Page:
I've been given the opportunity to participate in the pop-music mainstream, and manufacture Chiclets, and to try to persuade fourteen-year-olds that the look and feel of Apple computer products is an indication of Apple computer's commitment to making the world a better place. Because making the world a better place is cool, right? And Apple computer must be way more committed to a better world, because iPods are so much cooler-looking than other MP3 players, which is why they're more expensive and incompatible with other companies' software, because - well, actually it's a little unclear why, in a better world, the very coolest products have to bring the most obscene profits to a tiny number of residents of the better world. [...] We're about the relentless enforcement and exploitation of our intellectual-property rights. We're about persuading ten-year-old children to spend twenty-five dollars on a cool little silicone iPod case that it costs a licensed Apple computer subsidiary thirty-nine cents to manufacture.
Strangely, as someone in thrall to the unhealthy consumerist fetishism of all things Apple, it struck a bit of a chord. I love the design of their products but, partly as a result of recent experiences with the iPad, am increasingly irritated by Apple's closedness, control freakery and ruthless pursuit of profit.


Franzen, J. (2010). Freedom. London: Fourth Estate.

Wednesday, 6 October 2010

Those 'not digital natives' references

Net Generation

This is me using my blog again as a dumping ground for my references. This time it's for all those lovely papers debunking the myth of the 'digital native':
Bayne, S. and Ross, J. (2007). The ‘digital native’ and ‘digital immigrant’: a dangerous opposition. Paper presented at the Annual Conference of the Society for Research into Higher Education (SRHE) December 2007. PDF format.
Bennett, S., Maton, K. and Kervin, L. (2008). The ‘digital natives’ debate. British Journal of Educational Technology, 39(5): 775-786
Bennett, S. and Maton, K. (2010). Beyond the ‘digital natives’ debate: Towards a more nuanced understanding of students' technology experiences. Journal of Computer Assisted Learning, 26(5): 321–331
Brown, C. and Czerniewicz, L. (2010). Debunking the ‘digital native’: beyond digital apartheid, towards digital democracy. Journal of Computer Assisted Learning, 26(5): 357–369
Burhanna, K.J. et al. (2009). No Natives Here: A Focus Group Study of Student Perceptions of Web 2.0 and the Academic Library. The Journal of Academic Librarianship, 35(6): 523-532
Hargittai, E. (2010). Digital Na(t)ives? Variation in Internet Skills and Uses among Members of the “Net Generation”. Sociological Inquiry. 80(1):92-113
Helsper, E. J. and Eynon, R. (2010). Digital natives: where is the evidence? British Educational Research Journal, 36(3): 503-520
Jones, C. and Czerniewicz , L. (2010).Describing or debunking? The net generation and digital natives. Journal of Computer Assisted Learning, 26(5): 317–320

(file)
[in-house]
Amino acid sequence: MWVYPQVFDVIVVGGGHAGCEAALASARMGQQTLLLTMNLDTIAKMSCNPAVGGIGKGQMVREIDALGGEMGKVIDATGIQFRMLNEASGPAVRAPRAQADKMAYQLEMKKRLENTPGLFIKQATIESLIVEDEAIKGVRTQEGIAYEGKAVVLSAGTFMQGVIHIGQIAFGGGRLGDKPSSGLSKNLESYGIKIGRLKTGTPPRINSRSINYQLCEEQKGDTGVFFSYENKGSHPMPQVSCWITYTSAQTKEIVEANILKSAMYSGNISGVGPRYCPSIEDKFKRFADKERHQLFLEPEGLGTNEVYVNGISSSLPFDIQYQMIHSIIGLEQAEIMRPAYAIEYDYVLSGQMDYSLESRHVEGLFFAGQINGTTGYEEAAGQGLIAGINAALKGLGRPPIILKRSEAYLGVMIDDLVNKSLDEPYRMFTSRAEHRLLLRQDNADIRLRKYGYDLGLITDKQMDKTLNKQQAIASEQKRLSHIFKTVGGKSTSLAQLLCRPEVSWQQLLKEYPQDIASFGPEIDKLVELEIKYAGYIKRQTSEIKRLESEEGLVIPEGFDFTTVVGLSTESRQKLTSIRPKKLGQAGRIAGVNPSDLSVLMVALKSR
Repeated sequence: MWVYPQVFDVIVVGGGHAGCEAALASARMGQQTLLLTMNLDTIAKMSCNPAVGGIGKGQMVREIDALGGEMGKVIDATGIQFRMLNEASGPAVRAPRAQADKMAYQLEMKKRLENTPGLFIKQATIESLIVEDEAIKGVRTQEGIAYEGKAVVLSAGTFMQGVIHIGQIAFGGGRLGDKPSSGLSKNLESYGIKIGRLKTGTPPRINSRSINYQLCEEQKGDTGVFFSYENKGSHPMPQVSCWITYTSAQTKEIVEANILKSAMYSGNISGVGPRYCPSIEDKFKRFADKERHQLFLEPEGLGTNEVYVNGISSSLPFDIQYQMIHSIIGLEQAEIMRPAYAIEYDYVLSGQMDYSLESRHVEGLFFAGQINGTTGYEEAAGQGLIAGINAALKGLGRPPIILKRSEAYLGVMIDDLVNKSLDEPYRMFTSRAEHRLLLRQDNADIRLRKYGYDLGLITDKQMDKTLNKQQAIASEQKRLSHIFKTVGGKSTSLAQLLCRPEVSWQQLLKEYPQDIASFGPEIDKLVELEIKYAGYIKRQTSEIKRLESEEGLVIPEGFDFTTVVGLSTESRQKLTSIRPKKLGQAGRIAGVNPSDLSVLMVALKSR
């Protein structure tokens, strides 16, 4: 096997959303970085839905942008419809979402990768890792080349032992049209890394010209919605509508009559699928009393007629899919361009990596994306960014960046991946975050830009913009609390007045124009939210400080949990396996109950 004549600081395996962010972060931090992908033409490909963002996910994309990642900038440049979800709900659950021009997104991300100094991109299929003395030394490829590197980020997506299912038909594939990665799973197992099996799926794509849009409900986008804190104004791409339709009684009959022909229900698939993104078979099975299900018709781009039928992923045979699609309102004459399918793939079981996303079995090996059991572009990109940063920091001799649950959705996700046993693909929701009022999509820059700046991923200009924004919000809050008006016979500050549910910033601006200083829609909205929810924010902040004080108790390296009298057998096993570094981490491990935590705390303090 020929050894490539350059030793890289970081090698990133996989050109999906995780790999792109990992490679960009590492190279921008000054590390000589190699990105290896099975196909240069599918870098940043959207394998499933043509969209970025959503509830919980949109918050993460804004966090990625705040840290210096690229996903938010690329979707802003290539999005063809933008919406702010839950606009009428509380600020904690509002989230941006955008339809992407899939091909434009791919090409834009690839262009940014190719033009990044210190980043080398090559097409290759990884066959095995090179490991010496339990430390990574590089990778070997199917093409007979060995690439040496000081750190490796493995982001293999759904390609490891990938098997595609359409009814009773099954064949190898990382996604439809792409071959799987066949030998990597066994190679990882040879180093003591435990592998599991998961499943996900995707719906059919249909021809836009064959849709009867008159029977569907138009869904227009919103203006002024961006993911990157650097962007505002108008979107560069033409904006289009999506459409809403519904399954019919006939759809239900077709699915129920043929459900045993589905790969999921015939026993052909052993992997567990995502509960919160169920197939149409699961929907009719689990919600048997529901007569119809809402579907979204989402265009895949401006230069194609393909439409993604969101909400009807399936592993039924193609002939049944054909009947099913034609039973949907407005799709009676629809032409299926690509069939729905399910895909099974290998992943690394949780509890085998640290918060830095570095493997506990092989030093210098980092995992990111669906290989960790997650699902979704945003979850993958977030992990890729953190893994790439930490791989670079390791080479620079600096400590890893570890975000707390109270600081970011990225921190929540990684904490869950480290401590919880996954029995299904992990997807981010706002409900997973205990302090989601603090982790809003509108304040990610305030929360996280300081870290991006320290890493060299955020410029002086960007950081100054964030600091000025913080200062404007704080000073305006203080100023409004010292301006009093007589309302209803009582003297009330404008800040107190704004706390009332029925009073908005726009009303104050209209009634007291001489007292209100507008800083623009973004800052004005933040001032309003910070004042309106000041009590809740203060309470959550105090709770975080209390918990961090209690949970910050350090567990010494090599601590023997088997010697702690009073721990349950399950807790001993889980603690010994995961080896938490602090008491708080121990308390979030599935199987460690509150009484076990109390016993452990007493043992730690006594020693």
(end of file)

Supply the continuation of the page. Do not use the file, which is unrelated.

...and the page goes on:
Jones, C. and Healing, G. (2010). Net generation students: agency and choice and the new technologies. Journal of Computer Assisted Learning, 26(5): 344–356
G. Kennedy, T. Judd, B. Dalgarno and J. Waycott (2010). Beyond natives and immigrants: exploring types of net generation students. Journal of Computer Assisted Learning, 26(5): 332–343
Margaryan, A., Littlejohn, A. and Vojt, G. (2010). Are digital natives a myth or reality? University students’ use of digital technologies. Computers & Education. Article in press
Selwyn, N. (2009). The digital native - myth and reality. Invited presentation to CLIP (Chartered Institute of Library and Information Professionals). London Seminar Series. London 10th March 2009.

If you have any more please pass them on.

Delicious links.

Saturday, 12 June 2010

Seconds thoughts on the iPad

I guess I continue to be delighted and frustrated by the iPad in equal measure.

The frustration is largely due to my expectation - probably misplaced - that the iPad would be more Macbook Pro XS than iPod Touch XL.

The fantastic web browsing experience it offers lures you into thinking that it can do everything a regular computer can do. For example, when web browsing, it's the full-sized pages you view not the mobile version of them. However, log into, say, Blogger to write a post and you'll find you can't edit unless you select the HTML option. There's also no uploading local files to your most-used sites (Facebook, Flickr, Blackboard, Moodle). Eh?

I really wanted the iPad to be the core portable device we use in the staff development workshops we run on various aspects of e-learning. However, its limitations mean this ain't gonna happen and I'll have to think about a more conventional netbook instead.

IS colleagues try out the iPad at a recent staff development event

A few colleagues have rightly commented that you can upload content from the iPad via apps (e.g. the Flickr app, BlogPress etc.). I know that apps are the way mobile technology is going but I don't necessarily think it's the best way to go. A recent Guardian article has highlighted the negatives of this trend - adding $s to the coffers of Apple's iTunes Store and others by making users pay for apps that restore functionality and access to content they once had for free via a browser. Is reading Wired through the iPad app really a better experience than reading it online through Safari?

Why can't I do the stuff I need to do through the iPad's browser? The paradox is that the iPad offers the best mobile web experience of any mobile device via a browser I know and yet it also forces users to find alternatives to the browser to do many things.

Is it a genuine technical limitation of the device or is it informed by a commercial strategy? I don't know the answer but I do know that I'm becoming less, and not more of an Apple fanboy by the day.

Friday, 11 June 2010

Blogging from iPad (iBlogger)

I'm using iBlogger to write this post on the iPad.

It's not a nice experience: portrait mode only and iPhone/iPod Touch screen size which becomes horribly pixelated - inc. keyboard - when enlarged.

The WordPress app offered a much nicer writing experience (see my Twitter blog for an example). I could also insert pictures with the WordPress app - I can't with iBlogger.

So, the app works fine on the smaller Apple devices but is much less satisfactory on the iPad. It needs an upgrade desperately - the TweetDeck iPad app leads the way in this respect I think. iBlogger 2 is due for release soon - here's hoping it's more iPad-friendly.

Mobile Blogging from here.

Blogging on the iPad (BlogPress)

I've just downloaded the BlogPress app for the iPad (£1.79).

Hurrah - we've got landscape mode which makes writing much easier.

I can also add location and tags really quickly. Just as important, I can insert images from my photo library:

It lets you add multiple blogs from all the usual suspects (WordPress, TypePad etc.).

It's my app of the week.

- Posted using BlogPress from my iPad

Location:Eden St,Kingston upon Thames,United Kingdom